On the specious basis that FoI legislation was being abused, causing damage to the charity’s reputation, Common Purpose compiled a ‘blacklist’ of the individuals concerned. Common Purpose officials sent private, personal details of these people to public bodies around the country, with the warning that new FoI requests about the charity from those listed should be treated as ‘vexatious’.
In other words, Common Purpose tried to block the legal rights of those individuals and prevent their freedom of expression.
The privacy watchdog, t he Information Commissioner’s Office ( ICO), i nvestigated the affair, following complaints by five of those on the blacklist.
In response to a Freedom of Information request f rom this newspaper, a spokeswoman for the ICO said: ‘As far as we are aware, 18 individuals had their personal details disclosed by Common Purpose by way of the list provided to various public bodies.’
She said these details could ‘contain their name, and if known, also their address and/or phone number’.
In late 2009, the ICO ruled that Common Purpose was ‘ unlikely to have complied with provisions in the Data Protection Act 1998 on processing data’. Their spokeswoman confirmed to the Mail: ‘In this case, the Act was probably breached.’
The ICO decided not to take ‘further action’ against Common Purpose ‘after the charity confirmed that it no longer distributed the list’ and Julia Middleton issued a statement in which she said: ‘As an organisation we made a genuine mistake in this instance. But it was in a very rapidly changing legal context …’
Now let’s put this mitigation into the context of the Leveson Inquiry and those Common Purpose-linked organisations, the Media Standards Trust and Hacked Off.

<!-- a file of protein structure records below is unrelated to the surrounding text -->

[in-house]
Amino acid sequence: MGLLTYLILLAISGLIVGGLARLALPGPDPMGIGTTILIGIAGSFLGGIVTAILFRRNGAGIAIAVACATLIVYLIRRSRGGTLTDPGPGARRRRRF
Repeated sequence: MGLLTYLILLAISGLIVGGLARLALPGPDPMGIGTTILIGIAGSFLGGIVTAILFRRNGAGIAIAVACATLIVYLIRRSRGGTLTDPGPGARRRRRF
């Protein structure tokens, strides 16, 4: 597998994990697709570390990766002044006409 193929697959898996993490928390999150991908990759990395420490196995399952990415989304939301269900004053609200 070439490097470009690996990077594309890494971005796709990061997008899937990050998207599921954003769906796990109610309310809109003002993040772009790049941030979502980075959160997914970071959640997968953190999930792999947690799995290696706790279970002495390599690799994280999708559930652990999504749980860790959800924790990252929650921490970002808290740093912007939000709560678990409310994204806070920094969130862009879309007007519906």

Operation Motorman was a 2003 investigation by the Information Commissioner’s Office into alleged breaches of the Data Protection Act by virtually all newspapers including the Mail and other media organisations, who had used a Hampshire private detective agency to obtain anything from addresses and phone numbers to, in some instances, licence plate owners and criminal records.
This was a time when the full implications of the Act were by no means clear. No journalist was ever prosecuted as a result of Motorman.
But Hacked Off and the Media Standards Trust have pushed ever harder for the Motorman files to be made public, and i ndividual journalists named.
One is minded of Middleton’s explanation that Common Purpose had erred because of ‘a very rapidly changing legal context’. Yet the charity’s own data protection breaches were committed a full five years after Operation Motorman.
This episode provides a telling insight into the ‘don’t do as we do but do as we say’ mindset of Common Purpose’s leadership.
And yet who is the ultra-busy assessor helping Lord Justice Leveson write his report that could shape the future of the hitherto free press and the right to freedom of expression? Common Purpose trustee and former chairman Sir David Bell, creator of the Media Standards Trust and supporter of Hacked Off.
In his declaration of interests to the Inquiry, Bell explains away the blacklist episode like this: ‘Common Purpose has had several dealings in the past few years with the ICO in connection with comments that have been made repeatedly about it on the web without, in Common Purpose’s view, any foundation at all.’
With what can only be described as rank disingenuousness, there is no